Fox Hunt in Duckhead

The greatest event of the season in the Mudlick neighborhood was the pulling off of that Fox chase near Hume Store. The Houston boys and James Hume caught a fox the day before, and sent out word of the time, when, and place where Reynard would be turned loose. When the time came, there were 45 men and 26 dogs at the appointed place. David Houston was made master of ceremonies, and at 9 a. m. the fox was liberated, and was allowed four minutes before the start of the hounds. The dogs were sent off on good order, and during the first hour, they gained very little on the fox. At the end of two hours of the hardest running that has been witnessed in this country for many years, the fox was caught on the ground, and of the 26 dogs that started in the race, the following five only were at the catching: Arthur Stephenson’s Brady; Bob O’Neal’s Bob; Rube Houston’s Kate; David Houston’s Dinah; and James Hume’s Flora. It seemed that every man within a radius of several miles of here was a fox hunter that day.”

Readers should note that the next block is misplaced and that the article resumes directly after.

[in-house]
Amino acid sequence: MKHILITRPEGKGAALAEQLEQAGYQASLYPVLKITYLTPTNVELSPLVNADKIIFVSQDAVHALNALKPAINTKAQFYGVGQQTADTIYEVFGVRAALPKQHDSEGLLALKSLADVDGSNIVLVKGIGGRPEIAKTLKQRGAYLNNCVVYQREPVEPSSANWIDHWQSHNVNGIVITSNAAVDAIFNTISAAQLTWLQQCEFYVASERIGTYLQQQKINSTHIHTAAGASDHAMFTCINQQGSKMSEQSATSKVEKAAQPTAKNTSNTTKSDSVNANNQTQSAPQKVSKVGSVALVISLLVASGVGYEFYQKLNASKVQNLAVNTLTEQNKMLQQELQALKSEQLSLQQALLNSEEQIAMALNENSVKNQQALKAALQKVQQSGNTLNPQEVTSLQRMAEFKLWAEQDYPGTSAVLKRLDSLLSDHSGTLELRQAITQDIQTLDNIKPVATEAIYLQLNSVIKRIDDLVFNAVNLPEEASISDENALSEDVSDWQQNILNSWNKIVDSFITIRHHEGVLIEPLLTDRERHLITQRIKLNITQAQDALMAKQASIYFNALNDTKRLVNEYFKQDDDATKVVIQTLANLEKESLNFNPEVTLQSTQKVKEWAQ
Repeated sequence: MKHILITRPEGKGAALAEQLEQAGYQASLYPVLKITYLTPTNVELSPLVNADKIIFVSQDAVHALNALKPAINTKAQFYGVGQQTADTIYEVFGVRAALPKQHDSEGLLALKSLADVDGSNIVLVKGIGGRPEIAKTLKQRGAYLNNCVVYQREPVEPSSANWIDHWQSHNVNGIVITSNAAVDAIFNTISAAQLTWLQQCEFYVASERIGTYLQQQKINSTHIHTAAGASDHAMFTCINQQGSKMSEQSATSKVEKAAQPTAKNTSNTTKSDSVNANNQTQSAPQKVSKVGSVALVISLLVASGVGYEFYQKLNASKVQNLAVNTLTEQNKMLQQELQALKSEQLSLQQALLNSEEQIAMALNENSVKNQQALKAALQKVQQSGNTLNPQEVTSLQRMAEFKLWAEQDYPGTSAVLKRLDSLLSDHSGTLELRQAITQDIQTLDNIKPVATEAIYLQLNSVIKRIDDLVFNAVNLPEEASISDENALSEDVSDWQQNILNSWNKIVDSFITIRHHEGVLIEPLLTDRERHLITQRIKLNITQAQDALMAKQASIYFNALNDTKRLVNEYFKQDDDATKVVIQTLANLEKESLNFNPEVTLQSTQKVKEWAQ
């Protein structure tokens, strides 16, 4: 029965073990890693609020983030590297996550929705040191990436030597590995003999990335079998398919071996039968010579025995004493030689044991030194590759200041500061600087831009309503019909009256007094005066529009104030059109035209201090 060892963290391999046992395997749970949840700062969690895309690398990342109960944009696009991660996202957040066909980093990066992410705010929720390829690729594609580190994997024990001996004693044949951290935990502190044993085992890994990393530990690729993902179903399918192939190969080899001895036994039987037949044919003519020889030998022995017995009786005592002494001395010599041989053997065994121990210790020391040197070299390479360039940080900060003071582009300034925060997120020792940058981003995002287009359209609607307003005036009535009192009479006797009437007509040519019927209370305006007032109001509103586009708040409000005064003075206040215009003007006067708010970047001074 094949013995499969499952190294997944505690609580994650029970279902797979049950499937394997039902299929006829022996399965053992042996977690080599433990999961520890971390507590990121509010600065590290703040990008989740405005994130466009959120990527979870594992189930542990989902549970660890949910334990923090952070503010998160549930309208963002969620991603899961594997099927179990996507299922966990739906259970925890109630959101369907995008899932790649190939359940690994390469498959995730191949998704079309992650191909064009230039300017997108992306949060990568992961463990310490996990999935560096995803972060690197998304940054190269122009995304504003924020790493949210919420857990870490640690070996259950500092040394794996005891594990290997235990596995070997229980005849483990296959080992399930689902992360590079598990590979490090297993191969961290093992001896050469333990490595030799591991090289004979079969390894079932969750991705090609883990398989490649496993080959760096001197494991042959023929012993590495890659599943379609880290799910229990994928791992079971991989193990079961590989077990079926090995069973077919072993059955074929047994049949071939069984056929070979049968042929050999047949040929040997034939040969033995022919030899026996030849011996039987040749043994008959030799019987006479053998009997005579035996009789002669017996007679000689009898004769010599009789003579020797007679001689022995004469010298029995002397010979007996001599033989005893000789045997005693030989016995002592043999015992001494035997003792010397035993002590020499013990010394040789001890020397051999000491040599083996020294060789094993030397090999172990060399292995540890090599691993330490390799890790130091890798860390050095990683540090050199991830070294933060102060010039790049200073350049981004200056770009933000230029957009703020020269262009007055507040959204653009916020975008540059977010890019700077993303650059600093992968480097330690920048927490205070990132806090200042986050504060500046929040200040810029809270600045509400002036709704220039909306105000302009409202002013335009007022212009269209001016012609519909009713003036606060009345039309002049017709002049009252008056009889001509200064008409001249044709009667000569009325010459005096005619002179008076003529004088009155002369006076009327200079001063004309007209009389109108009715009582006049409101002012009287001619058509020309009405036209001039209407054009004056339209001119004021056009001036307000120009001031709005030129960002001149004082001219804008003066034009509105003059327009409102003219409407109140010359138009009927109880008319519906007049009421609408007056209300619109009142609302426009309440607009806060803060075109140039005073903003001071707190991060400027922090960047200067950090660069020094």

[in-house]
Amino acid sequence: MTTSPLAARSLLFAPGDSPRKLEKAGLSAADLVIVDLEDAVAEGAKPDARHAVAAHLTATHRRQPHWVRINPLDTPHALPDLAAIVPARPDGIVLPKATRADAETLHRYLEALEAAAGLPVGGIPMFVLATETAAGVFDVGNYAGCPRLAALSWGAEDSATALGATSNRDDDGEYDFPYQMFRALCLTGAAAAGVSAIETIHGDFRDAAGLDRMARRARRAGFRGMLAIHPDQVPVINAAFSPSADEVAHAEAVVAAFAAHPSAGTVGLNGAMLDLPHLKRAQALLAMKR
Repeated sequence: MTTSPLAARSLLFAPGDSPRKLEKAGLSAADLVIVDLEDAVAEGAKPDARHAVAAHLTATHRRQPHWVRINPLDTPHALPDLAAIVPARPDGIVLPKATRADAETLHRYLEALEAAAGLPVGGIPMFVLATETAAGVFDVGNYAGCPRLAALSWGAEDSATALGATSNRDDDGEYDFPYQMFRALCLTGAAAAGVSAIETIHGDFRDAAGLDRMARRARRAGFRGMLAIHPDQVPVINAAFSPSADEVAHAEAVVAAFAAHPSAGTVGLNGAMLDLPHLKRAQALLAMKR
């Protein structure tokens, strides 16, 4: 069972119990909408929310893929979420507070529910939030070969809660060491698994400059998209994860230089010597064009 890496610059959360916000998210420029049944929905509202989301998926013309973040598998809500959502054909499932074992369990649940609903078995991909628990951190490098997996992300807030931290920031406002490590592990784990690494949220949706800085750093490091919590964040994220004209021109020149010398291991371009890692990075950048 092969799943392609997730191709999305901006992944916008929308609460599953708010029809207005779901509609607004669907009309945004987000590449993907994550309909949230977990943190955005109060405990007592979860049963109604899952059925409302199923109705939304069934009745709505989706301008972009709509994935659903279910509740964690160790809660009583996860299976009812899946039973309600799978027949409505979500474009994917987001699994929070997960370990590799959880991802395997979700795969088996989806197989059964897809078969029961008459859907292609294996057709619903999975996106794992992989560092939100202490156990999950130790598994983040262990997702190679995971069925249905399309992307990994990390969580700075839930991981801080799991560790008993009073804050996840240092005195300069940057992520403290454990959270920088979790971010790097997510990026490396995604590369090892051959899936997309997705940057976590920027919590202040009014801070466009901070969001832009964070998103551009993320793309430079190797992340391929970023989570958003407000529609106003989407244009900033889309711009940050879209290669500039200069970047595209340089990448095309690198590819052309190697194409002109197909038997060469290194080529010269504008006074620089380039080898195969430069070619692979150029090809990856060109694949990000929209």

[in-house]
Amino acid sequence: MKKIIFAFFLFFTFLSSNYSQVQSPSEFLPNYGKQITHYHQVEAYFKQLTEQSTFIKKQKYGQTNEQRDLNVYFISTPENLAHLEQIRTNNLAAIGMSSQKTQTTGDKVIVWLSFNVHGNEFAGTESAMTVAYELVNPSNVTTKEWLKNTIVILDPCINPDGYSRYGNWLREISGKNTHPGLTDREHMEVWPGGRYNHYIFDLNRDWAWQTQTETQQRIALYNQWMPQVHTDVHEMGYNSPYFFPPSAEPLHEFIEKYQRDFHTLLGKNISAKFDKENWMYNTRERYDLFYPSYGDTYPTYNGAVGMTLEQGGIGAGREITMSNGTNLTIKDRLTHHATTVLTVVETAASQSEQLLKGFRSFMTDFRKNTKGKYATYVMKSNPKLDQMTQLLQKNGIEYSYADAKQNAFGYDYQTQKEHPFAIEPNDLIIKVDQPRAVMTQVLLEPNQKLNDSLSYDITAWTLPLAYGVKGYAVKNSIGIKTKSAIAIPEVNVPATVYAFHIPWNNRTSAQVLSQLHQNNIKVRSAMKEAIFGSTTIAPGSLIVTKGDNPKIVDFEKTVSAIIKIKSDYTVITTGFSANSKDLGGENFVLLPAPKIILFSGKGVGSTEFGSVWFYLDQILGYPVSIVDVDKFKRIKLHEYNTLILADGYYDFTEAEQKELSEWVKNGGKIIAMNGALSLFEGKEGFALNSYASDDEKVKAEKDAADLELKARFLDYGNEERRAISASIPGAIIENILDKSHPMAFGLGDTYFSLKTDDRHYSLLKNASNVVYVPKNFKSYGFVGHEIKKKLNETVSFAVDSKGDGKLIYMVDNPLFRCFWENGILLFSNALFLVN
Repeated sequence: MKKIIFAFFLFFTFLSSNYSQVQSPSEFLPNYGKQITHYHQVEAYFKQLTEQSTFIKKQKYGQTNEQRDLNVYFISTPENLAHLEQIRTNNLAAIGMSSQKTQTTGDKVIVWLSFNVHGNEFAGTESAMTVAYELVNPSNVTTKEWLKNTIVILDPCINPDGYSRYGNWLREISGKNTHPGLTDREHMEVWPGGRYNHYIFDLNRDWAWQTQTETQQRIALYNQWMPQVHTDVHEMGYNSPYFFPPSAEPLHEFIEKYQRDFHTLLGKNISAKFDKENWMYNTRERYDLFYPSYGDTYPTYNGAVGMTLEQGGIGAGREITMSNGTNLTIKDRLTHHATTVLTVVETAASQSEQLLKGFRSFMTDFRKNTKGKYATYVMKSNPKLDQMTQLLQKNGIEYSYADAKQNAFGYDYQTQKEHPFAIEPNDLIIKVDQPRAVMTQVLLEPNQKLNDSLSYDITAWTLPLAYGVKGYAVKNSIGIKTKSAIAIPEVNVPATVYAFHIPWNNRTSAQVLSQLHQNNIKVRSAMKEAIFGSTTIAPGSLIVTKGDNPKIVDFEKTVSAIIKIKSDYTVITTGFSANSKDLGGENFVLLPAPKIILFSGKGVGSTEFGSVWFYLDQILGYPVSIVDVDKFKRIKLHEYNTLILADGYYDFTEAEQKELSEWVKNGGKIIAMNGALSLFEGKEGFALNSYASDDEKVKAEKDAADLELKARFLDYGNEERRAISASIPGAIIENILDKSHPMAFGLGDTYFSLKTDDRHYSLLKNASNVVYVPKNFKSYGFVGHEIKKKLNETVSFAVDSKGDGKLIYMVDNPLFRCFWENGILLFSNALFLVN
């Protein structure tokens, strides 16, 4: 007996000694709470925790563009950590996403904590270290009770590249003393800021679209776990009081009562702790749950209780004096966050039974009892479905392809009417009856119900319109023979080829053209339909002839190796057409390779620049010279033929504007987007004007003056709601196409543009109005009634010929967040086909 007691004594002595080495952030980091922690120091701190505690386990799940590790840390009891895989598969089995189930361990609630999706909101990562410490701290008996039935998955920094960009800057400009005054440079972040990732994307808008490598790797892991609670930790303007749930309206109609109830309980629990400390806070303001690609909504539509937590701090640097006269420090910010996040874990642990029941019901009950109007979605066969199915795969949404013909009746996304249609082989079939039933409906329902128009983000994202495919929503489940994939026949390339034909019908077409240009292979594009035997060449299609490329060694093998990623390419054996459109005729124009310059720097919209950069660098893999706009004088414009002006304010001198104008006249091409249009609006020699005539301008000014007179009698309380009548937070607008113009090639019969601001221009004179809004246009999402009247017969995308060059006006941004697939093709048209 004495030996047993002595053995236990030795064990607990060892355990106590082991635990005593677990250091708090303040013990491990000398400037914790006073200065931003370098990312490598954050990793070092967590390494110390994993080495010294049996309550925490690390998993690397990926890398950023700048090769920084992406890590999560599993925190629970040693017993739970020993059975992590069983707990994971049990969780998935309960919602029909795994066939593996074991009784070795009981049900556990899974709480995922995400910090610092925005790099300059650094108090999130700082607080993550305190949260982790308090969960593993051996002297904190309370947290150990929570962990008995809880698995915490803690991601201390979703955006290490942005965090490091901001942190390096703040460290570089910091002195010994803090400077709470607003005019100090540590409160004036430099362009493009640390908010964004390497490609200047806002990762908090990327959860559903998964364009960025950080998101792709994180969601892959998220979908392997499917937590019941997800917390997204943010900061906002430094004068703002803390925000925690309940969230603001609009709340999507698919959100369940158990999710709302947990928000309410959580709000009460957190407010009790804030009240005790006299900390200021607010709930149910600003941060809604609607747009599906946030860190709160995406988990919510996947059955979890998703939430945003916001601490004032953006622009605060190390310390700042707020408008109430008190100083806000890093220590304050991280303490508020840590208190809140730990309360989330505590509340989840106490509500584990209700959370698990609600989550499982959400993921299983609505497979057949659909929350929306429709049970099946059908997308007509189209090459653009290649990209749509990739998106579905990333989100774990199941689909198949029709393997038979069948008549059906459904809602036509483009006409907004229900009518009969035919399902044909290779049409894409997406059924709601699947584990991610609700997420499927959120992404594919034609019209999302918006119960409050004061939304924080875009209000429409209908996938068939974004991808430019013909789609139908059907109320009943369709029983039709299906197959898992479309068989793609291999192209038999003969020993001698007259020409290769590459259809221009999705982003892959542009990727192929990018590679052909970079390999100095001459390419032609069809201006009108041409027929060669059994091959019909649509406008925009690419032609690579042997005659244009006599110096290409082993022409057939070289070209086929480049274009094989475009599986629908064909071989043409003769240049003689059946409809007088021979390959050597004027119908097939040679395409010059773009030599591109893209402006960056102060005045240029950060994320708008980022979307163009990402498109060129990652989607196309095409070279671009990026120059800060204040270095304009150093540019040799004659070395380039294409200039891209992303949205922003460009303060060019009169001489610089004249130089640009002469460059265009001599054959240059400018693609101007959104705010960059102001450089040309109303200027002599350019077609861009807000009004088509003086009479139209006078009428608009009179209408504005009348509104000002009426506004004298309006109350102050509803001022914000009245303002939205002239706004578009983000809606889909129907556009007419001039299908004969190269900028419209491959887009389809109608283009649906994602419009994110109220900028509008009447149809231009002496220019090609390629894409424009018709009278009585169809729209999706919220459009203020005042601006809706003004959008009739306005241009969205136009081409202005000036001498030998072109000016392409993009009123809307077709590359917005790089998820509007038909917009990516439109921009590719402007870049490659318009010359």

From William Conrad’s Yesterdays: An Enriching Adventure in Boone County’s Past, comes this account from the Boone County Recorder of February 17, 1897. “Mudlick” was an early name of the area you likely know as “Duckhead,” but may well remember by the name “Hume.”